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N-type calcium channels contribute to acetylcholine release from parasympathetic but not sympathetic preganglionic neurons in female mice

P. Jobling, School of Biomedical Sciences and Hunter Medical Research Institute, University of Newcastle, Callaghan, NSW 2308, Australia.

Neurons communicate with each other almost exclusively through chemical synapses via a mechanism that is dependent on calcium. The link between calcium entry into the nerve terminal and neurotransmitter release has been the subject of considerable study over recent decades. Whilst many of the underlying principles common to all synapses have been elucidated, it is becoming increasingly apparent that the relationship between calcium entry and synapse function varies considerably between synapses. Of particular note is differential expression of calcium channel subtypes which provide the source of calcium necessary for neurotransmitter release. The reasons for such diversity are unclear. Perhaps they allow the vastly different patterns of communication which we see in different neural circuits? As in the central nervous system, peripheral synapses which control autonomic targets show heterogeneity in the calcium channel subtypes they express. Outflow from any particular autonomic pathway is the culmination of activity from a number of nuclei in the brainstem, hypothalamus and higher areas. In turn these activate preganglionic neurons within the spinal cord. Preganglionic neurons in certain pathways, especially those which control reproductive tissues, also participate in reflex circuits regulated at the level of the spinal cord. Preganglionic outflow is relayed to peripheral effectors through synapses in autonomic ganglia. It is now clear that the autonomic pathways controlling different effectors are independently regulated. The fact that each autonomic pathway and hence ganglionic synapse has characteristic patterns of activation suggests that transmitter release may be optimally “tuned” to the requirements of the end organ. In a previous study we demonstrated that in paracervical ganglia of female guinea-pigs acetylcholine (ACh) release from the terminals of sacral preganglionic neurons requires calcium entry from both N-type calcium channels and an undetermined calcium channel, possibly R-type. In contrast, N-type calcium channels play no role in acetylcholine release from the terminals of lumbar preganglionic neurons in the same ganglion (Jobling et al., 2004). One difference between N-type calcium channels and other calcium channel subtypes is that N-type calcium channels are modulated to a greater extent by G-protein coupled receptors. Perhaps the selective involvement of N-type calcium channels in sacral pathways confers greater synaptic plasticity? To determine if our result represents a general mammalian phenomenon we have now investigated the functional role of calcium channels in transmitter release from parasympathetic and sympathetic terminals in paracervical and prevertebral ganglia of female mice. Pelvic or celiac ganglia were taken from mice (3-5 weeks of age) killed under deep anaesthesia following intraperitoneal injection of sodium pentobarbitone (150 mg/Kg). These procedures were approved by the Animal Welfare Committee of the University of Newcastle in accordance with the National Health and Medical Research Council Australian code of practice for the care and use of animals for scientific purposes. Ganglia were pinned in a recording chamber and superfused with HEPES buffered salt solution. Intracellular recordings were made with microelectrodes filled with 0.5 M KCl. Pelvic nerves to paracervical ganglia or splanchnic nerves to celiac ganglia were stimulated via suction electrodes. Preganglionic nerve stimulation evoked suprathreshold EPSPs in the majority of postganglionic neurons. In order to better resolve pharmacological effects of calcium channel antagonists, hexamethonium (30-100μM) was routinely used to reduce the amplitude of EPSPs below threshold. Single electrode voltage-clamp was used to measure EPSC amplitude in the absence and presence of selective calcium channel antagonists. In paracervical ganglia omega conotoxin GVIA, a selective N-type calcium channel antagonist, reduced the amplitude of EPSCs evoked by pelvic nerve stimulation by (46 ± 5%, n = 8), p < 0.05). In contrast, in the celiac ganglion, omega conotoxin GVIA had no effect on the amplitude of EPSCs evoked by splanchnic nerve stimulation (P = 0.2, n = 7). EPSCs in both paracervical and celiac ganglia were resistant to the P-type calcium channel antagonist agatoxin (50 nM, n = 5 paracervical, n = 5 celiac) and the R-type calcium channel antagonist SNX482 (100 nM, n = 4 paracervical, n = 4 celiac). These results indicate that in the female mouse, release of ACh from sacral parasympathetic preganglionic neurons requires calcium entry from both N-type and toxin-resistant calcium channels. Release of ACh in sympathetic pathways to prevertebral ganglia does not require calcium entry from N-type calcium channels. The expression of N-type calcium channels in sacral preganglionic neurons may provide a mechanism for selective modulation of these pathways.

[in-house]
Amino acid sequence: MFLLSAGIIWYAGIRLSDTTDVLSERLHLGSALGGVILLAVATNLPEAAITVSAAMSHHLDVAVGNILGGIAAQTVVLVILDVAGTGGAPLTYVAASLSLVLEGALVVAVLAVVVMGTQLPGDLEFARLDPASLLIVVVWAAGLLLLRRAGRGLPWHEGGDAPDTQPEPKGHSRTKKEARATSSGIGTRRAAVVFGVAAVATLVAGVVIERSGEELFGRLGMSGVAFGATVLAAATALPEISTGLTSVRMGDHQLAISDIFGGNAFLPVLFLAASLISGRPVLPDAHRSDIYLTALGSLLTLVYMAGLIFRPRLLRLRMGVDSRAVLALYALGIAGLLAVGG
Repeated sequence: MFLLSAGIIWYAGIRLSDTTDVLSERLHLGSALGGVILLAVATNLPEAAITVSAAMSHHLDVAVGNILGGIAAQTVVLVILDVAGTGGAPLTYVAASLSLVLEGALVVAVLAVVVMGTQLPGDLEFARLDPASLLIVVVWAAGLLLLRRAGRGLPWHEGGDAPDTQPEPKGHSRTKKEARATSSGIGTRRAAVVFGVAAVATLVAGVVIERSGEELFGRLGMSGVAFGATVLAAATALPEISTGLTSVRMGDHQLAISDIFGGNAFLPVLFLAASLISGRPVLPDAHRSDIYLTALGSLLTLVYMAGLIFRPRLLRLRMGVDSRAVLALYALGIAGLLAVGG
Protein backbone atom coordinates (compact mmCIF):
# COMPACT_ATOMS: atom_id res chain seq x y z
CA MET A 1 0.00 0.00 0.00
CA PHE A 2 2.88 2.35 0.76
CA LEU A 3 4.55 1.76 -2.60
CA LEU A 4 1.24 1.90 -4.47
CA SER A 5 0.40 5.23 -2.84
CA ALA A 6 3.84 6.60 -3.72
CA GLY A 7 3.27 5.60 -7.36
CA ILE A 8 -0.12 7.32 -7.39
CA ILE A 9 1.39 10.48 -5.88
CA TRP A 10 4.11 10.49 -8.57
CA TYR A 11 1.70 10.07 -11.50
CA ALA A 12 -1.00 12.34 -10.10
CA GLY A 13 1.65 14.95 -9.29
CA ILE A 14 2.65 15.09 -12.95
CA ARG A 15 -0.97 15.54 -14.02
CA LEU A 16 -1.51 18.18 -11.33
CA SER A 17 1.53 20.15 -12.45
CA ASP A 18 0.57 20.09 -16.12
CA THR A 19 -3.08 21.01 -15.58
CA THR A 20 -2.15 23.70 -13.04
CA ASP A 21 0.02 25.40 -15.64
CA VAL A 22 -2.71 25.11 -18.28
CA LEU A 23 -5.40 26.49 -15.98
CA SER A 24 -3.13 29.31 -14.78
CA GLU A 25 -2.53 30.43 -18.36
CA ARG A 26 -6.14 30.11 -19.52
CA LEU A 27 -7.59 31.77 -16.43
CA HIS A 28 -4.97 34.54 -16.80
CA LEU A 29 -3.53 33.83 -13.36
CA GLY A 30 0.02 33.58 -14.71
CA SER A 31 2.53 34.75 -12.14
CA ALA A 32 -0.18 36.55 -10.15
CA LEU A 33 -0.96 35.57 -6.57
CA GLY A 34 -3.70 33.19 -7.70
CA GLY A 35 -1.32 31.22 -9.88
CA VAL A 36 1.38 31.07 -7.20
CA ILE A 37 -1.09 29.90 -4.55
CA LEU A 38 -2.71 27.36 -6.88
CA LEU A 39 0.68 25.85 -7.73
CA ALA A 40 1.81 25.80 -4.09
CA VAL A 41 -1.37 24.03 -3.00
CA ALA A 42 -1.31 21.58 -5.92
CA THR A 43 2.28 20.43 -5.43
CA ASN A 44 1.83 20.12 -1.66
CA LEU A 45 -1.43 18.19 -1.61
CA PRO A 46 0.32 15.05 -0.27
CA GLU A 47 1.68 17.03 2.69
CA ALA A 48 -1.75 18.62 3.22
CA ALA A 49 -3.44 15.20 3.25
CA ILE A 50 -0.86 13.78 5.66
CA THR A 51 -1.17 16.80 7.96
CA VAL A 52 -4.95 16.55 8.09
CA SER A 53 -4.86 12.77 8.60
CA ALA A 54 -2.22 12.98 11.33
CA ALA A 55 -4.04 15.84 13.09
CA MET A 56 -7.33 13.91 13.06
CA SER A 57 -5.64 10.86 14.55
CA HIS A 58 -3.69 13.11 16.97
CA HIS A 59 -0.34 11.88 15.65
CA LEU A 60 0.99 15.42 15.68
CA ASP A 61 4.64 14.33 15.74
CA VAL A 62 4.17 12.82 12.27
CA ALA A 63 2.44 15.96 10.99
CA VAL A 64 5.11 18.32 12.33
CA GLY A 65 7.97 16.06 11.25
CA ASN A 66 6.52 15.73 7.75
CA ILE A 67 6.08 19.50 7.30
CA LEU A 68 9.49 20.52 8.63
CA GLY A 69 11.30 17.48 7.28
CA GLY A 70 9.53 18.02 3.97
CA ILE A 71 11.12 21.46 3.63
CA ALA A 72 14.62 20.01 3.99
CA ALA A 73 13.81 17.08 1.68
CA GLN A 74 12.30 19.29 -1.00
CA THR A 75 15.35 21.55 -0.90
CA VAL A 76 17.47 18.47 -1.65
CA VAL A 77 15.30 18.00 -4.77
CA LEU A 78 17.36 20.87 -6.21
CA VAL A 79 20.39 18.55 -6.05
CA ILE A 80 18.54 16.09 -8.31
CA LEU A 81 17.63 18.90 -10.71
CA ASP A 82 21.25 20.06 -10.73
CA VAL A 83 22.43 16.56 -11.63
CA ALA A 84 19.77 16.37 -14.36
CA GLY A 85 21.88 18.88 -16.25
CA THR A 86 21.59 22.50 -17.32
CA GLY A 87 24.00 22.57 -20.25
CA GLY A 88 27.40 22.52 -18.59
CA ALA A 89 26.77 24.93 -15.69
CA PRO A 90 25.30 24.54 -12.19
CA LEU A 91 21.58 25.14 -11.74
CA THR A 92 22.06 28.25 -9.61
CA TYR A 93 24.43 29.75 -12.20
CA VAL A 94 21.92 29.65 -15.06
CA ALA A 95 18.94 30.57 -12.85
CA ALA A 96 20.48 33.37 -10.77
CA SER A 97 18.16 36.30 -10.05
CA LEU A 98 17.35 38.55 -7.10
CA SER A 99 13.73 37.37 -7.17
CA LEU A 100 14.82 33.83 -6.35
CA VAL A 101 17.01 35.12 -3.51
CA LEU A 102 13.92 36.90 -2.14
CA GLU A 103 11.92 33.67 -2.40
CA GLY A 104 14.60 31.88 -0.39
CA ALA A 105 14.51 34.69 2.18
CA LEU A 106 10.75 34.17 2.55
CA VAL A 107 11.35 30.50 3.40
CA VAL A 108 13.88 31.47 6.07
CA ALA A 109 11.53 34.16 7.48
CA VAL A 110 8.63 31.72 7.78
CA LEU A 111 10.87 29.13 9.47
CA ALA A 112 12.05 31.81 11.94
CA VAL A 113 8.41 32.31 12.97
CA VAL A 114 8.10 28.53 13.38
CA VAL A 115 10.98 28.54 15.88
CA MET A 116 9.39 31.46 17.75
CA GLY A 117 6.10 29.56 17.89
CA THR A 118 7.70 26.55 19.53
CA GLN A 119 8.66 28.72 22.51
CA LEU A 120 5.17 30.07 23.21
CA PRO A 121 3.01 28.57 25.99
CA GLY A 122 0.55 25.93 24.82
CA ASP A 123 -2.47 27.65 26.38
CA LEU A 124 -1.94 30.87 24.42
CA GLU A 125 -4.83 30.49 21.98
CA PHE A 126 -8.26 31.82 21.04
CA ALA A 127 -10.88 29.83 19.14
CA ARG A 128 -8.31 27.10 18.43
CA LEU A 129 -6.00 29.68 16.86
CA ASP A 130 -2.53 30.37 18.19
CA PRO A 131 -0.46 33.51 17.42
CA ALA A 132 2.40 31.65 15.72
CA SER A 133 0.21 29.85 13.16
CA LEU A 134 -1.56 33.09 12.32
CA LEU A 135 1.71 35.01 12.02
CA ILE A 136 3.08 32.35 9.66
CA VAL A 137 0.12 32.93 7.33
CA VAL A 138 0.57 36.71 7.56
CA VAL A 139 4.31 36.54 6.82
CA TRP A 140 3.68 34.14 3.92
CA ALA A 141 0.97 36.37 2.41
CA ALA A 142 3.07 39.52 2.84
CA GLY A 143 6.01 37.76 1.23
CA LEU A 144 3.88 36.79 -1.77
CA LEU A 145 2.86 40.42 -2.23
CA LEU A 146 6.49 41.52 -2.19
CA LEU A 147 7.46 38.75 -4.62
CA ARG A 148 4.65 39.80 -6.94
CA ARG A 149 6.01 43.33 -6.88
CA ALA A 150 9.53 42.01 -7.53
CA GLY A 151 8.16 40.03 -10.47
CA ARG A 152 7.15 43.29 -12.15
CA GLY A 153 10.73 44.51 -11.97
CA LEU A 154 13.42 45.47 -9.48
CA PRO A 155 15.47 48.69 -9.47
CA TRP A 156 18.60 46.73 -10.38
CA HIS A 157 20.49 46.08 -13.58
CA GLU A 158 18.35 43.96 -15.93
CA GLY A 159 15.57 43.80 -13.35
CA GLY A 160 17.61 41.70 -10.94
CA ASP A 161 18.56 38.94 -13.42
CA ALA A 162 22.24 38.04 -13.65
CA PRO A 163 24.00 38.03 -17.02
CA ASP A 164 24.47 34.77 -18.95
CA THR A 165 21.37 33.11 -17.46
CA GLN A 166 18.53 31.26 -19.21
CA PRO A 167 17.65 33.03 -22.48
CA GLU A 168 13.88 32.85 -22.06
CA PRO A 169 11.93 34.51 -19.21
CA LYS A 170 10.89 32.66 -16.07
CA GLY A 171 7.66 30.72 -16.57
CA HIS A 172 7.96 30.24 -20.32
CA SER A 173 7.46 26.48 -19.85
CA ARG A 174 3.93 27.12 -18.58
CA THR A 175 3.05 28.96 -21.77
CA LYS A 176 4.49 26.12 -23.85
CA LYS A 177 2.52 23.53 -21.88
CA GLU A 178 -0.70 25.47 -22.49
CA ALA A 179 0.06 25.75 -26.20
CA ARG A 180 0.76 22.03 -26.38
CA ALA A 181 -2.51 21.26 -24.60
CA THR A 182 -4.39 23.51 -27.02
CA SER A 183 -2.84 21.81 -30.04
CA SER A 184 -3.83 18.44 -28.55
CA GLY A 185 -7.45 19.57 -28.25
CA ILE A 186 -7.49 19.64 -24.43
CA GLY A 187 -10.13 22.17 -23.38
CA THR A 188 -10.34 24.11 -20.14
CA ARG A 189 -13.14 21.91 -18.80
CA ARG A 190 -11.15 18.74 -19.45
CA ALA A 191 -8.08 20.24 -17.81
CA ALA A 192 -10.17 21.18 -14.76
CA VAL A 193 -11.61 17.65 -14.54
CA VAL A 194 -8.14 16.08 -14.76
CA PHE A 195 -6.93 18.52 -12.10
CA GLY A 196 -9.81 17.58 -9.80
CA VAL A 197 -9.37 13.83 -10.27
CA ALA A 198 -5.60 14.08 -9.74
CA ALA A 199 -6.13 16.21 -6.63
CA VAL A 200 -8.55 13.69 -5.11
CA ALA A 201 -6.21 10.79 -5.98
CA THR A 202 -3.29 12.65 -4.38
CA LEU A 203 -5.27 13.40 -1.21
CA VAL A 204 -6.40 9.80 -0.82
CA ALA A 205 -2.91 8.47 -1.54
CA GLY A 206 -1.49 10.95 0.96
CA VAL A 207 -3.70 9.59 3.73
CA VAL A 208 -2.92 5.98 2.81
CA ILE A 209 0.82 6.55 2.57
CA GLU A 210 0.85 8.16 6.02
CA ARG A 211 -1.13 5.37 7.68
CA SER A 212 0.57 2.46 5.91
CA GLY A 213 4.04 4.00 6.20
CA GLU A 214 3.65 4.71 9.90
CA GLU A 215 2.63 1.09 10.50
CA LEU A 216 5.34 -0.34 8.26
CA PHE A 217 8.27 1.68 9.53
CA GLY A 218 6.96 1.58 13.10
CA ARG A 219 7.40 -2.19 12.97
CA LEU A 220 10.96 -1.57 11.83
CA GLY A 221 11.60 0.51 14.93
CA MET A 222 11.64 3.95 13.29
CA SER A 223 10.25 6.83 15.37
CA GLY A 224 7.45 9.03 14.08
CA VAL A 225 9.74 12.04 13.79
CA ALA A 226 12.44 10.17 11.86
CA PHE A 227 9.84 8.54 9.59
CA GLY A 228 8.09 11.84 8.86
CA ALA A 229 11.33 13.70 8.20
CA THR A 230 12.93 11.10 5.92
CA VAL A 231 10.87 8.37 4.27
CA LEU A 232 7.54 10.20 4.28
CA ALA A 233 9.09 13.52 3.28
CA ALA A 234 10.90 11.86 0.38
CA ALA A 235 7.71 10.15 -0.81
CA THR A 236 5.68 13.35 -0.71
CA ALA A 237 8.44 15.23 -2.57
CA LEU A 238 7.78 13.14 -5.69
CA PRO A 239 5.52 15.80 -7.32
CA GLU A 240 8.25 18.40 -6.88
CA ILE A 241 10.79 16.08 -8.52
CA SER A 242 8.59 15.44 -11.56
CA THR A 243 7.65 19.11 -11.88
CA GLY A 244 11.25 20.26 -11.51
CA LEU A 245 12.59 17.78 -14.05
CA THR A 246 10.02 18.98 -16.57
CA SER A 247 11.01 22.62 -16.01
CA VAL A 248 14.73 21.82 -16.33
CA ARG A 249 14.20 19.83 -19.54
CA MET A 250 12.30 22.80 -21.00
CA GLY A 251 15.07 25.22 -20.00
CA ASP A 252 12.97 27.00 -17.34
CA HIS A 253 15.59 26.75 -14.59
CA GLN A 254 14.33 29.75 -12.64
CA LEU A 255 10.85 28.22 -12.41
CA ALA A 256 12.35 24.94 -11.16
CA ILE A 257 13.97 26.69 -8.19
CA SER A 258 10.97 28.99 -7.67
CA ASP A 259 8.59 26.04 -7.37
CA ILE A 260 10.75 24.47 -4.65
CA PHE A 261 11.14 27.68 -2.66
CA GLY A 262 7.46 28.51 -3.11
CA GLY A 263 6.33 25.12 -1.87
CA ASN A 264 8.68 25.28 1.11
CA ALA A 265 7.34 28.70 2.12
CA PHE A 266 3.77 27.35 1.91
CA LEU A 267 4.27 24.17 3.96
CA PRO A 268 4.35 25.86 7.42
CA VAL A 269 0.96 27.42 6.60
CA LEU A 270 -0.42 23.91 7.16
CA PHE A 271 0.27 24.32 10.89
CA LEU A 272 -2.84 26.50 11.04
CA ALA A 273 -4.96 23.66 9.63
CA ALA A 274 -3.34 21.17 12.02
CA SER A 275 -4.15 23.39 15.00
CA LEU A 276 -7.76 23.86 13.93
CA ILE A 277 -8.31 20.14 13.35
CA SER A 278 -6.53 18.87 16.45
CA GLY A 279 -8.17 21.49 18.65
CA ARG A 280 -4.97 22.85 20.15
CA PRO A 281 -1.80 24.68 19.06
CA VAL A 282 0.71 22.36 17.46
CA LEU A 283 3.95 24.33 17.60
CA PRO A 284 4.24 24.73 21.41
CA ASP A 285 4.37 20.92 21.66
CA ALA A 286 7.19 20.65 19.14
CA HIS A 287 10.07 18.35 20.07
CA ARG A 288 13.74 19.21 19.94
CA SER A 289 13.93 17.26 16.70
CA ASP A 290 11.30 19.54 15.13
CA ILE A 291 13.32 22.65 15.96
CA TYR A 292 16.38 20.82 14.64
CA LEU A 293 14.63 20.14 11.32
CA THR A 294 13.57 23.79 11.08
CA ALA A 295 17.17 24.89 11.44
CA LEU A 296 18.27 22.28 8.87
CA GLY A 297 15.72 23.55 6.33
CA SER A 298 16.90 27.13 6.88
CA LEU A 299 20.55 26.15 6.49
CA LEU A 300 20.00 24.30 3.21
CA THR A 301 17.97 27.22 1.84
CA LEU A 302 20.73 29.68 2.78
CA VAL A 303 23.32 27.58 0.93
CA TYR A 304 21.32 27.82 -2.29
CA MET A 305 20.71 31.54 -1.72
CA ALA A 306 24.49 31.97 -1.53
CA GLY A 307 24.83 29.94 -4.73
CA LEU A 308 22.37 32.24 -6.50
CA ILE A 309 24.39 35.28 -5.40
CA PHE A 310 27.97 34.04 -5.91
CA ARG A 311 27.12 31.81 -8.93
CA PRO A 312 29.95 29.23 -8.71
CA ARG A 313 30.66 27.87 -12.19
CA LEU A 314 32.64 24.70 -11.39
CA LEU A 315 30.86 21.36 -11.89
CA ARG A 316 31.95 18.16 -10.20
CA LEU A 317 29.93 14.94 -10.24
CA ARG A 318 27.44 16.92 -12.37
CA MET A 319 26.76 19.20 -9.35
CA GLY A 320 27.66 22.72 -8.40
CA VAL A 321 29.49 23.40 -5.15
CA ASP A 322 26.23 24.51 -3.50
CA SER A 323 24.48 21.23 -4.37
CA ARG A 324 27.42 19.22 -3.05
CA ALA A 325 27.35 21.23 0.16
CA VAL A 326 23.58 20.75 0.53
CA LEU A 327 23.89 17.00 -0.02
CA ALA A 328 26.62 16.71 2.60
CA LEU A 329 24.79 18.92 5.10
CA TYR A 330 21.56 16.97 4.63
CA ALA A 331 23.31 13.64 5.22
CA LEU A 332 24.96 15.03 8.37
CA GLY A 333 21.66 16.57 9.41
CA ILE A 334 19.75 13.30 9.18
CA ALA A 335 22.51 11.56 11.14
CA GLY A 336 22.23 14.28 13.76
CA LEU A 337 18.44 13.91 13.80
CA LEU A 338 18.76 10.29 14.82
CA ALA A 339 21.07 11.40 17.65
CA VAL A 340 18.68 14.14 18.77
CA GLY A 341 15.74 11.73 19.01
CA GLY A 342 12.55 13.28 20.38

Jobling P, Gibbins IL, Lewis, RJ, & Morris JL. (2004) Neuroscience, 127: 455-86.